Story of the Susquehanna Trail in the Good Roads Movement: Part 10
During 1917, the Board of Governors of the Susquehanna Trail Association had selected the road segments they would champion as the Susquehanna Trail between Harrisburg and the New York state line. The spring of 1918 saw a competition between Gettysburg and York for being the next city on the Susquehanna Trail, as it extended southward to connect with the Lincoln Highway.
Notification that York was officially selected to be on the Susquehanna Trail appears in the July 2nd, 1918, issue of The Gazette and Daily. York was also invited to nominate two members to the Board of Governors of the Susquehanna Trail Association. The York Committee selected State Senator Henry Wasbers and William Ilgenfritz; they were elected as voting members at the full Board of Governors’ meeting in Sunbury on July 17th, 1918.
Following the election of new members, at the Sunbury meeting, the Board of Governors debated several routes between York and Harrisburg; all utilized Route 333, Route 250 or a combination of parts of these routes. At the beginning of this post, I’ve marked the intersection of Route 250 (North George Street) with Route 333, as they existed in 1918, on the Bing.com Birds Eye View of Northgate Shopping Center north of York.
It was the whole Board of Governors that had the final say on the Susquehanna Trail route through Northern York County. The York Committee consistently favored Route 250, which went through Emigsville, Manchester Boro and York Haven Boro; therefore it is assumed Wasbers and Ilgenfritz likely voted for Route 250. However they were only two votes, out of many others on the full Board of Governors of the Susquehanna Trail Association. The favored route selection, at the Sunbury meeting, went with Route 333; the most direct route from York to New Cumberland; through Newberrytown and Zion View. This is the Susquehanna Trail route we know today in northern York County.
Once a Susquehanna Trail route was selected, the Association championed improvements to the road; by fund raising or lobbying for governmental funds. Many times they suggested minor changes to the route, to allow for a better driving experience; mainly by straightening of curvy sections or improvements to intersections.
The following September 18, 1937 aerial photo is from Penn Pilot. I’ve added the road names. It shows the North George Street area north of North York; comparable to the 2014 Bing.com Birds Eye View at the beginning of this post.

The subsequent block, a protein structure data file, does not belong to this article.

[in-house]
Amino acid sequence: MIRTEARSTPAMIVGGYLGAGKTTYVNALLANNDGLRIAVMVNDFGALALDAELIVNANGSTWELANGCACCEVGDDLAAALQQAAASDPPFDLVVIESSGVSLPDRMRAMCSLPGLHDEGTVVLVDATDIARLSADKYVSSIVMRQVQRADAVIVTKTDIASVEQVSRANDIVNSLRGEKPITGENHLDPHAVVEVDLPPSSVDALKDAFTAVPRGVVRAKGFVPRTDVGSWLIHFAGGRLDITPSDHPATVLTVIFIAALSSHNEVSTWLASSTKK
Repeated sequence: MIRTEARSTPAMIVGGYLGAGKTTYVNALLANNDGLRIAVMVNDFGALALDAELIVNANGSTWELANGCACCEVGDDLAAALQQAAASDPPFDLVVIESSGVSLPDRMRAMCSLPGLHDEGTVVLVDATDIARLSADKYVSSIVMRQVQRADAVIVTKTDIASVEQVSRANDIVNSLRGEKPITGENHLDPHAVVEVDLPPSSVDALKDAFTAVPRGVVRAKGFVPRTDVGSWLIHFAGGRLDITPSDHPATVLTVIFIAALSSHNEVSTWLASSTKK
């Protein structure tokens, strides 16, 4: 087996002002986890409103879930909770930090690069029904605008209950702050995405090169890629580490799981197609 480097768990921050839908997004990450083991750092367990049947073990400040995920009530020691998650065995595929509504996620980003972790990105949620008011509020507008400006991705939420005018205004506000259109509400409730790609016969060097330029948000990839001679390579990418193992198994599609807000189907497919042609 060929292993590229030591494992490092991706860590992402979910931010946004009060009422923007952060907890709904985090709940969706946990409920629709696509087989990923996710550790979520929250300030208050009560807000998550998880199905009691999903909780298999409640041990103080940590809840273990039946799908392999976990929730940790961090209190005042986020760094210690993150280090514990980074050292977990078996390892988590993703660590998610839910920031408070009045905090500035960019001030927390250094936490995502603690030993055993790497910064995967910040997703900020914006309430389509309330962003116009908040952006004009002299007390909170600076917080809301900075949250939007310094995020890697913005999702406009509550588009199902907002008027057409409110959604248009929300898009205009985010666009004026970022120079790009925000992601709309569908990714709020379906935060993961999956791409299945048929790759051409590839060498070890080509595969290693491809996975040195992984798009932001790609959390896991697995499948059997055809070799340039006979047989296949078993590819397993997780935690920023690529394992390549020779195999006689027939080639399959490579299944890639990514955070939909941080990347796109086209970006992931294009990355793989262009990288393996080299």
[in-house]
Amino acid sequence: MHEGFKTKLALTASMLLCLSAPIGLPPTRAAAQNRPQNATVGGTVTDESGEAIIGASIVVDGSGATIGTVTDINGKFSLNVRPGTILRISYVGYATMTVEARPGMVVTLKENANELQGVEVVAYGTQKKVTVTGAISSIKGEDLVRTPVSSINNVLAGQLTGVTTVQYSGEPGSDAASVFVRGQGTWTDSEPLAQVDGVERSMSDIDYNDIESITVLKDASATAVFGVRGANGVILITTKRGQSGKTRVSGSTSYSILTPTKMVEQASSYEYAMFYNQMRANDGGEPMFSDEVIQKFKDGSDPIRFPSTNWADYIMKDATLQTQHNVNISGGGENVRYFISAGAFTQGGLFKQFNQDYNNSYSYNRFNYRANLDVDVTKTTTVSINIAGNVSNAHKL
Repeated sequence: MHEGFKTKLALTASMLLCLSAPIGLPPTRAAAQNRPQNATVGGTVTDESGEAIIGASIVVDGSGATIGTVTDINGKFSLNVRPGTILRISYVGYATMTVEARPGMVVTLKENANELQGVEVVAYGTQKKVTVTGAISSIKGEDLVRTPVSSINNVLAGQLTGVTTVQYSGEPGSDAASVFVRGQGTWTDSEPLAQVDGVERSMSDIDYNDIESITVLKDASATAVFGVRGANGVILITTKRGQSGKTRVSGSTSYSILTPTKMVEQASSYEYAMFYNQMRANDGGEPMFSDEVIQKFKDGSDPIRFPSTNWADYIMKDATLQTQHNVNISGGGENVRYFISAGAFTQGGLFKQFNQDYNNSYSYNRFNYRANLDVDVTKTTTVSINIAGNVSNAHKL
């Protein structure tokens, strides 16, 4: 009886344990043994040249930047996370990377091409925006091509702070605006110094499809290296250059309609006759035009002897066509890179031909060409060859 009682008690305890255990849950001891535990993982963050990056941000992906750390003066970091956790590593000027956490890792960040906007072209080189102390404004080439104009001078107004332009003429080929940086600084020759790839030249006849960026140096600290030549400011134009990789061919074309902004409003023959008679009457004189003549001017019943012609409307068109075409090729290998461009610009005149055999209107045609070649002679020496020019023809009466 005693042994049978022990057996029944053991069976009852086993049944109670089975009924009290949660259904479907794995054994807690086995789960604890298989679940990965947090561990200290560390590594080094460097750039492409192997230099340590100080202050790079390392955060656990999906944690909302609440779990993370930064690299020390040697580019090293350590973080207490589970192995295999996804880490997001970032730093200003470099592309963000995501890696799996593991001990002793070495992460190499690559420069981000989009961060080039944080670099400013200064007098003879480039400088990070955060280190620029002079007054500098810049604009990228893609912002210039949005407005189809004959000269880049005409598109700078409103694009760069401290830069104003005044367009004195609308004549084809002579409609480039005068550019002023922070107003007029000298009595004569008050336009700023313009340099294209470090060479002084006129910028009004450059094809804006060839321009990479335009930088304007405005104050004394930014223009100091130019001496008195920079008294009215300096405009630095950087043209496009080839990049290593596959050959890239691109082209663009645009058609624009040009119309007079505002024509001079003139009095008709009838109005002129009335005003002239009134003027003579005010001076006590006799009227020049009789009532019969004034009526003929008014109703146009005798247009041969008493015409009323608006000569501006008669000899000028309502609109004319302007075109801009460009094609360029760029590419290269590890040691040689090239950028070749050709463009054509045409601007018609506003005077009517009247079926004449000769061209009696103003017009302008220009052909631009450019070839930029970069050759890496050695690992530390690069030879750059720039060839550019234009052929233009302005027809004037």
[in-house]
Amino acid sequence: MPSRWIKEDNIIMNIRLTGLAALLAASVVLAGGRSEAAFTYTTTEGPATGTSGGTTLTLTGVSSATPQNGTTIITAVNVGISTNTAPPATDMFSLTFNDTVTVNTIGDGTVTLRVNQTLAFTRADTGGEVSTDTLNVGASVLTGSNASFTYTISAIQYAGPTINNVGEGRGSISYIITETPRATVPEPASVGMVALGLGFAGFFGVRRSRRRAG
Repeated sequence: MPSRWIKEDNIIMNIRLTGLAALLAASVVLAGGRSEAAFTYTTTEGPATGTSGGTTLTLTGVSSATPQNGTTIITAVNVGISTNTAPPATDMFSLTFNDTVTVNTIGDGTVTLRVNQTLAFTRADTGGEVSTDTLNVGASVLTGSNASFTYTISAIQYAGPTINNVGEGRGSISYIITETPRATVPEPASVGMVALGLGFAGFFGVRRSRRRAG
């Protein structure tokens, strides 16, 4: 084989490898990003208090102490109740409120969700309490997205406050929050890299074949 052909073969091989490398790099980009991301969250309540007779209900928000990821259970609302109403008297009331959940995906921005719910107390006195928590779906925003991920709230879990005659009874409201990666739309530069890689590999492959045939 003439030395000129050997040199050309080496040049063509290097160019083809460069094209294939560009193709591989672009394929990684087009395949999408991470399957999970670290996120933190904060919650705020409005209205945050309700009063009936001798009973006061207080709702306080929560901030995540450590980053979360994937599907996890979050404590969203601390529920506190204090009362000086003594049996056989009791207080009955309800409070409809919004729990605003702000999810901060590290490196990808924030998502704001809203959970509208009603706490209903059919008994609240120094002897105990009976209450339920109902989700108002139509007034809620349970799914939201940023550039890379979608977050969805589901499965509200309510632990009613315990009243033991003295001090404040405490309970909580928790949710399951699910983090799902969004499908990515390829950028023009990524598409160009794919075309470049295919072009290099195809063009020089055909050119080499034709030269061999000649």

A 1915 Highway Map, within my post Arsenal Road evolved from a Crooked Road that had an Iron Bridge that Shivered and Shaked, shows that the main east-west intersection crossing North George Street was originally at 11th Avenue. Route 333 veered off to the northwest from this intersection with North George Street (Route 250) and 11th Avenue headed east towards the bridge crossing the Codorus Creek into Springettsbury Township.
It is likely that the Susquehanna Trail Association decided the intersection of the Susquehanna Trail with North George Street needed to be widened, thus a new Trail entrance was moved into fields a short distance north, as can be seen in this 1937 aerial photo. I suspect this, because 1915 and 1926 highway maps confirm this intersection improvement occurred between 1915 and 1926. The Susquehanna Trail spanned 1917 to 1924; conceived in 1917 and all improvements made by its official opening in 1924.
From this intersection to Centre Square in York, the North George Street also became the Susquehanna Trail. After the selection of these routes by the Board of Governors, the Susquehanna Trail was initially designated State Route 4 and afterwards Route 111 in York County.
Around this intersection, in the 1937 aerial photo, one can see the large plant nursery that existed in fields on both sides of North George Street, just north of North York. The original Route 333 entrance to the Susquehanna Trail was renamed as the continuum of 11th Avenue.
With the Susquehanna Trail foothold established to Centre Square in York, quickly the Board of Governors of the Susquehanna Trail Association took up the task of selecting the route that they would champion southward from York to the Maryland line. That will be my post next Friday in my continuing series on the Story of the Susquehanna Trail in the Good Roads Movement.
Related posts include:
- Zion View’s Green Frog BBQ on Labor Day
- Camp Ganoga and the Susquehanna Trail
- Story of the Susquehanna Trail in the Good Roads Movement: Part 1
- The Wellsboro Agitator campaigns for the Susquehanna Trail
- The Susquehanna Trail forks at Amity Hall
- The Susquehanna Trail lands York, PA at the Crossroads of PA Routes 1 & 4
- Susquehanna Trail to Tap the Lincoln Highway at either Gettysburg or York; with Dover route Considered
- Yorkers spring into action To Attract the Susquehanna Trail
- Board of Governors of the Susquehanna Trail Association visit York in 1918
- Susquehanna Trail Association switches in favor of a York Haven route; should York get the Trail
- Establishment of the Susquehanna Trail in York County during 1918
- Susquehanna Trail extends from York to the Maryland line
- The Road to JOPPA; origins of Susquehanna Trail in Southern York County
- Susquehanna Trail incites a Halloween Jubilee
- The Susquehanna Trail as a Ribbon of Concrete
- York is In Danger of Losing the Susquehanna Trail during 1923
- Newly Completed Susquehanna Trail teems with Historical Scenes
- Agitating for a Susquehanna Trail Celebration
- High Jinks on the Susquehanna Trail
- History of The Susquehanna Trail—Route Numbers
- Susquehanna Trail through York County; Wrap-Up
- Remembering Besser’s on the Susquehanna Trail
- Susquehanna Trail WWI Memorial Sycamores
- The Susquehanna Trail: Greatest highway in Eastern America
- Walking the Lincoln Highway from Coast-to-Coast